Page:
Researchers have identified some of the world’s earliest examples of our ancestors cultivating fruit – remains of a 7,000-year-old olive and fig trees.
They say they must have been deliberately planted because neither tree grows naturally in the Jordan Valley, southern Israel.
The research team, from Tel Aviv University and the Hebrew University, found remnants of charcoal in the valley at Tel Zaf, a large and wealthy village from the Chalcolithic or Copper Age. They were later analyzed in the lab.
Olives and figs were considered luxury fruits at the time, and the inhabitants went to great lengths to cultivate them.
“Olive trees grow in the wild in the land of Israel, but they do not grow in the Jordan Valley,” said Dafna Langgut, head of Tel Aviv University’s Laboratory of Archaeobotany & Ancient Environments, who led the study.
“This means that someone brought them there intentionally – took the knowledge and the plant itself to a place that is outside its natural habitat. In archeobotany, this is considered indisputable proof of domestication, which means that we have here the earliest evidence of the olive’s domestication anywhere in the world.”
Scientists can identify tree and plant remains under the microscope from their anatomic structure, even if they’ve burned to charcoal. Wood was the go-to material in the ancient world for construction, making tools and furniture, and as a source of energy.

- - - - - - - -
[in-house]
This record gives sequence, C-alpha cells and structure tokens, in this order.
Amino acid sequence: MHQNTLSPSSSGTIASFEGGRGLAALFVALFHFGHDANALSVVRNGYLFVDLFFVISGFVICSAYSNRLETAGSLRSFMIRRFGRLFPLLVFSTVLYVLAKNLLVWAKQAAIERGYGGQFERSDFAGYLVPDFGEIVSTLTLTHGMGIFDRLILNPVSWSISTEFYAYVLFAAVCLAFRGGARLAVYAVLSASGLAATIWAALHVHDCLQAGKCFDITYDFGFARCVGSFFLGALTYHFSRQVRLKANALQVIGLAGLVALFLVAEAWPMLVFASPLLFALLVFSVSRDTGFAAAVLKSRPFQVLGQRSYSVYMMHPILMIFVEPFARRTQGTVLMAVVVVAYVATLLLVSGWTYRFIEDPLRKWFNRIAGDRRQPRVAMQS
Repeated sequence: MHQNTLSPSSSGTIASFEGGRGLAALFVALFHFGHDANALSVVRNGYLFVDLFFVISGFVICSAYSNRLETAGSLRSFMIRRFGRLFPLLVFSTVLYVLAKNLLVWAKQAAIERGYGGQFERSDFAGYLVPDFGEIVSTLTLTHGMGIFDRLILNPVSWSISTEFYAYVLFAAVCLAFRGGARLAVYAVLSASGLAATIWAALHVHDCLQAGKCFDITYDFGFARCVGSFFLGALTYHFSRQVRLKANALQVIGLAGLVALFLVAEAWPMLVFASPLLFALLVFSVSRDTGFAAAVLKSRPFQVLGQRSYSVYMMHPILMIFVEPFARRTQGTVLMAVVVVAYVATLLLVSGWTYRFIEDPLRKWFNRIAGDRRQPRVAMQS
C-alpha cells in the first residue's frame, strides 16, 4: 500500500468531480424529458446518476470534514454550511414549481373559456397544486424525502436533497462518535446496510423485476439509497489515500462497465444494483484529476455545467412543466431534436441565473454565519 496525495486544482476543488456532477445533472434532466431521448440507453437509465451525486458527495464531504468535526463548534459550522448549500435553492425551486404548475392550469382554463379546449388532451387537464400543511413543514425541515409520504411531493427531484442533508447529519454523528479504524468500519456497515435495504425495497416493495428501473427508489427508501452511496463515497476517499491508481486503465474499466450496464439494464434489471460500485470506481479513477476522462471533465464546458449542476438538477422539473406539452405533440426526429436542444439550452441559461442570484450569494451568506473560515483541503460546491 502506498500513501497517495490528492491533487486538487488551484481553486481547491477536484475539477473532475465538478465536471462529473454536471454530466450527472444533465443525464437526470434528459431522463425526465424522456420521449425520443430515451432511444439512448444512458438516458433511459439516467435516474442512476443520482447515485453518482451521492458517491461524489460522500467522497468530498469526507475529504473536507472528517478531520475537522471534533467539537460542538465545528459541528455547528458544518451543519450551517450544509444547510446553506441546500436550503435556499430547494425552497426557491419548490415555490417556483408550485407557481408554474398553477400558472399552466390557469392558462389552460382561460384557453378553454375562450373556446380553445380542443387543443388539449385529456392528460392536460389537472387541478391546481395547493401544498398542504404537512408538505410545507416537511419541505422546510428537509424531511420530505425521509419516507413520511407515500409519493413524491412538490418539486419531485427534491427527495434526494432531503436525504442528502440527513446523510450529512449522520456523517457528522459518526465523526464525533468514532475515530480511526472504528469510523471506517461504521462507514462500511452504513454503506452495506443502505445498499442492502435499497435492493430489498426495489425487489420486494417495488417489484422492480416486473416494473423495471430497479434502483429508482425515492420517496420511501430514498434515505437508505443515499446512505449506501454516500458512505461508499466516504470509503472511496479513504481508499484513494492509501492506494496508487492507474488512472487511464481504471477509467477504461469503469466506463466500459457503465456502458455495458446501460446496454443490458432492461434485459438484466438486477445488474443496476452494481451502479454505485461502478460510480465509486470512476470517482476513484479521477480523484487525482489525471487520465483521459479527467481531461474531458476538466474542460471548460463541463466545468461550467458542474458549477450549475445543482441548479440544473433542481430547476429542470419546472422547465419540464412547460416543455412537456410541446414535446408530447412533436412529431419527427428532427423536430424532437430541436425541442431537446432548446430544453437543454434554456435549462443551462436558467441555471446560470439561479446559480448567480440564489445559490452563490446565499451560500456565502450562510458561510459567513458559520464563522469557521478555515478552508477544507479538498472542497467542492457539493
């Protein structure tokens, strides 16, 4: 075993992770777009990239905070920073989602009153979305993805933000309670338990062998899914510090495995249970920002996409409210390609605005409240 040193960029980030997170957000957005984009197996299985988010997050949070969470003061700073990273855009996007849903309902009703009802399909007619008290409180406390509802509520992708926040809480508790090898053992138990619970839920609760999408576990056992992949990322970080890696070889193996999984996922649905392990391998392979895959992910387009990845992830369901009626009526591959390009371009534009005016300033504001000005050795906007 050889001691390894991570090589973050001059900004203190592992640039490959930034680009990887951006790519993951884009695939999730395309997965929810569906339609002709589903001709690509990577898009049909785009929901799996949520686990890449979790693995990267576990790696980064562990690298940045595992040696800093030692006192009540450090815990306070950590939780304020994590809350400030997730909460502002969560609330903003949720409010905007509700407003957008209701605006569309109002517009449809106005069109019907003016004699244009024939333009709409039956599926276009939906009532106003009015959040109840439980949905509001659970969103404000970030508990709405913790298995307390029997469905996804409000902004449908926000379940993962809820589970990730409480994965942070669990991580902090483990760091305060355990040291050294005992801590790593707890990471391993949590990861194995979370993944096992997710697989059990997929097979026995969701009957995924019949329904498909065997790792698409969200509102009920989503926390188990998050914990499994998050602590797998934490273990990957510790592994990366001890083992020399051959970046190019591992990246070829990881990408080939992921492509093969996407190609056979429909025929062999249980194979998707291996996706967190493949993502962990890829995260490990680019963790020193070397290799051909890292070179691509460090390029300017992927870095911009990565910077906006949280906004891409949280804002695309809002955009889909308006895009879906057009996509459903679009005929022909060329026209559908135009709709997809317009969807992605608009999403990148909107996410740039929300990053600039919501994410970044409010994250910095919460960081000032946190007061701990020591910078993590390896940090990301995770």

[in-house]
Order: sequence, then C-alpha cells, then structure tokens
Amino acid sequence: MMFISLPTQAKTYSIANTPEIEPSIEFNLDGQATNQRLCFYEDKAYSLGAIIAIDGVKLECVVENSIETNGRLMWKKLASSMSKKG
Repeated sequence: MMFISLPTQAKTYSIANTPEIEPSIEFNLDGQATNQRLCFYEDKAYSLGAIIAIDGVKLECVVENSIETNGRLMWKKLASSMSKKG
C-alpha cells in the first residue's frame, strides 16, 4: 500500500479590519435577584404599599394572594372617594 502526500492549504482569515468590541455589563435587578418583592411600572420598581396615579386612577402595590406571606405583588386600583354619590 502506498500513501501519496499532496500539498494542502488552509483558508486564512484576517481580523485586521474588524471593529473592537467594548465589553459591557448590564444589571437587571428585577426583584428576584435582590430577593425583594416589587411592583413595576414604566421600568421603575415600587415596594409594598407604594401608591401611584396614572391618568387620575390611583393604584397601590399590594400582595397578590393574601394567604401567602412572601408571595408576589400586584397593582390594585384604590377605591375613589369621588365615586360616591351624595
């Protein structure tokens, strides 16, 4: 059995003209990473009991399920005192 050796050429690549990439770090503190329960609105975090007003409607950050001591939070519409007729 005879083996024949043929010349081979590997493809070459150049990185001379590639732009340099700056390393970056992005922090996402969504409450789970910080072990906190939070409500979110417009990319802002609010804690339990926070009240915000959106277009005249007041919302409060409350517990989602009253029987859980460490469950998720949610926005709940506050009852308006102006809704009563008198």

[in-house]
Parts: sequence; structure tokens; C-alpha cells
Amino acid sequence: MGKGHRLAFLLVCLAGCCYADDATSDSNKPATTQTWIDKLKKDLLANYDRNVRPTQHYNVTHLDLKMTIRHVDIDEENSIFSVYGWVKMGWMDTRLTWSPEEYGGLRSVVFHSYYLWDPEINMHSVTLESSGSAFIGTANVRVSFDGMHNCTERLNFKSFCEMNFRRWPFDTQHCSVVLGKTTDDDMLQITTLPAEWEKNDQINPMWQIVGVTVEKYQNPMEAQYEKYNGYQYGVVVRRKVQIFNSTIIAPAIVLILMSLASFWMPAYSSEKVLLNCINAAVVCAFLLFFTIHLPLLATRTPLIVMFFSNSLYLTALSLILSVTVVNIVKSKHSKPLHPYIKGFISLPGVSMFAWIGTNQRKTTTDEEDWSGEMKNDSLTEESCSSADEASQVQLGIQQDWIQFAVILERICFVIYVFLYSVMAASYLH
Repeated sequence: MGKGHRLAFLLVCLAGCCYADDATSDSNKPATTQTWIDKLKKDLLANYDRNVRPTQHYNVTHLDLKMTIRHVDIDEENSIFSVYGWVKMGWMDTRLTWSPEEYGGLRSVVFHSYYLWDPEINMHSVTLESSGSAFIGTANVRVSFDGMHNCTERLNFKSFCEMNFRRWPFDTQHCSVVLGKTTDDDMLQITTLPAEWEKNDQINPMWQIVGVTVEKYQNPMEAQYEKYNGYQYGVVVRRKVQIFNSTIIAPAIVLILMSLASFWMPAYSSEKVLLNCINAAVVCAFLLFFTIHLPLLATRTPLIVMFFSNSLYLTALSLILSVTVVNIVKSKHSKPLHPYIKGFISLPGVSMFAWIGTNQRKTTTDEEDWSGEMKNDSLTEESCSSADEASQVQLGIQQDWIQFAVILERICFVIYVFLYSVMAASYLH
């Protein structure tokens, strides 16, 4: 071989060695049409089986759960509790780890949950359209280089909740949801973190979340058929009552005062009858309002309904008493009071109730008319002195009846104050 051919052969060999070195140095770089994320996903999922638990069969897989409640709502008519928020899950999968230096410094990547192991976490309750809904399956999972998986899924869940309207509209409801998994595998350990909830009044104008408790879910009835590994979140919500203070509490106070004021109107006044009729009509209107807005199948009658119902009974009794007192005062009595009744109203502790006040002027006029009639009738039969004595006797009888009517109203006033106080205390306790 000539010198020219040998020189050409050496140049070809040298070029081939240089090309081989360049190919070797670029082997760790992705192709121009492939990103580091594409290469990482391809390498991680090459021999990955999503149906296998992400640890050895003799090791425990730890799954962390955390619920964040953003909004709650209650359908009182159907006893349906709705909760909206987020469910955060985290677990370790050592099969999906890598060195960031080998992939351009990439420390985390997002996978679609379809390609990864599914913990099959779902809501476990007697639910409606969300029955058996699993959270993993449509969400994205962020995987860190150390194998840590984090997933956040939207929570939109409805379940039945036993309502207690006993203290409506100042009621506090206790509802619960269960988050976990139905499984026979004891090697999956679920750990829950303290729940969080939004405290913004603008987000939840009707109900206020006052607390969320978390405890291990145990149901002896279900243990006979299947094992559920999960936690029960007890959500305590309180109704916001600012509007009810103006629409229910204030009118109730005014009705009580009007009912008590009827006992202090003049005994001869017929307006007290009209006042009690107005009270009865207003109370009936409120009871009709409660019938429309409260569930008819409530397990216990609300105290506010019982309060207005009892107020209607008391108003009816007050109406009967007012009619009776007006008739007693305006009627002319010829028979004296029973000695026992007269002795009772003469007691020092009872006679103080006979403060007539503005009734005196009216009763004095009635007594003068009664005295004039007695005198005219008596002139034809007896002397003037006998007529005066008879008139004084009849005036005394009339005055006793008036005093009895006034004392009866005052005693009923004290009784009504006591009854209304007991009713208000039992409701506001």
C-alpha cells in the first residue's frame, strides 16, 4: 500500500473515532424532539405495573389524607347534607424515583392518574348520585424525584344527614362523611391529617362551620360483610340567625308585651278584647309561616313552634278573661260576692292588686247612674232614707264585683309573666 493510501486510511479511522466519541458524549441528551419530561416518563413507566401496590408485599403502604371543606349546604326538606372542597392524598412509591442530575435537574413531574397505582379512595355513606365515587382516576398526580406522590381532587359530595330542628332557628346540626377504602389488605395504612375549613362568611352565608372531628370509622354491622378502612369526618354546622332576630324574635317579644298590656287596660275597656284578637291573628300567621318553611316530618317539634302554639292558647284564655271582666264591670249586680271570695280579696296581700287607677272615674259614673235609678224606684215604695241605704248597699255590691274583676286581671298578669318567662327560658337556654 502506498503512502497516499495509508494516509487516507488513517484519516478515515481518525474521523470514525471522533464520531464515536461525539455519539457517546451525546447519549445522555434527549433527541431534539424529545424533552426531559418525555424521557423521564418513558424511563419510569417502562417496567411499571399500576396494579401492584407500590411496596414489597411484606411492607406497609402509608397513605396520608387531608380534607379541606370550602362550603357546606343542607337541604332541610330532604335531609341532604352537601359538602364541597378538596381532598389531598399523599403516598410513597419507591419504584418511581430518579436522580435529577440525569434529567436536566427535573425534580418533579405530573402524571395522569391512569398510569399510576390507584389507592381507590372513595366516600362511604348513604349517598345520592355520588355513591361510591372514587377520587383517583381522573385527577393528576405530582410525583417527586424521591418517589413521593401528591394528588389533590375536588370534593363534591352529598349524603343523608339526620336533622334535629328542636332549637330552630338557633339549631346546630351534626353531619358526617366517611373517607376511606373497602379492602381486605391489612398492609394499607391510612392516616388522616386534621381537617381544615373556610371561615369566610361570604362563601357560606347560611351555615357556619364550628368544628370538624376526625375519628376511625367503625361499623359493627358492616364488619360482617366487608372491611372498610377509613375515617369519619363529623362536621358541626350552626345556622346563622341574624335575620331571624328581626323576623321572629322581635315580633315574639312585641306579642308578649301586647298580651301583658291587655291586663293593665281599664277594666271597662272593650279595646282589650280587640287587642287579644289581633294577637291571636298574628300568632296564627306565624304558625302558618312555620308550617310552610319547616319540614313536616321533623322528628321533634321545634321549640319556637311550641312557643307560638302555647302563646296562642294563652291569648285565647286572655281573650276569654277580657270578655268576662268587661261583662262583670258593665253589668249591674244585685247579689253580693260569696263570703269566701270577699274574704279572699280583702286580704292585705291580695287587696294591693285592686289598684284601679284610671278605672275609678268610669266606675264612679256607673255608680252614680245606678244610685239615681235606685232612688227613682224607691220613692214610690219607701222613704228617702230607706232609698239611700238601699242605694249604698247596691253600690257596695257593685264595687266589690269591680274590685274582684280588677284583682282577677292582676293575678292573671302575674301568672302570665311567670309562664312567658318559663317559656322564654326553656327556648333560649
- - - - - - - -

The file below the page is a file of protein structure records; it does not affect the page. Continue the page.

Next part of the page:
So analyzing the remnants from a fireplace tells us a lot about what kinds of trees grew in the natural environment at the time, and in this case, when humans began to cultivate fruit trees.
The tree remnants used in the study were collected by Prof. Yosef Garfinkel, of the Institute of Archaeology at the Hebrew University, who headed the dig at Tel Zaf. The findings were published in the journal Scientific Reports.
“Since groves of fruit trees require a substantial initial investment, and then live on for a long time, they have great economic and social significance in terms of owning land and bequeathing it to future generations – procedures suggesting the beginnings of a complex society,” said Langgut.
“Moreover, it’s quite possible that the residents of Tel Zaf traded in products derived from the fruit trees, such as olives, olive oil, and dried figs, which have a long shelf life.
“Such products may have enabled long-distance trade that led to the accumulation of material wealth, and possibly even taxation – initial steps in turning the locals into a society with a socio-economic hierarchy supported by an administrative system.”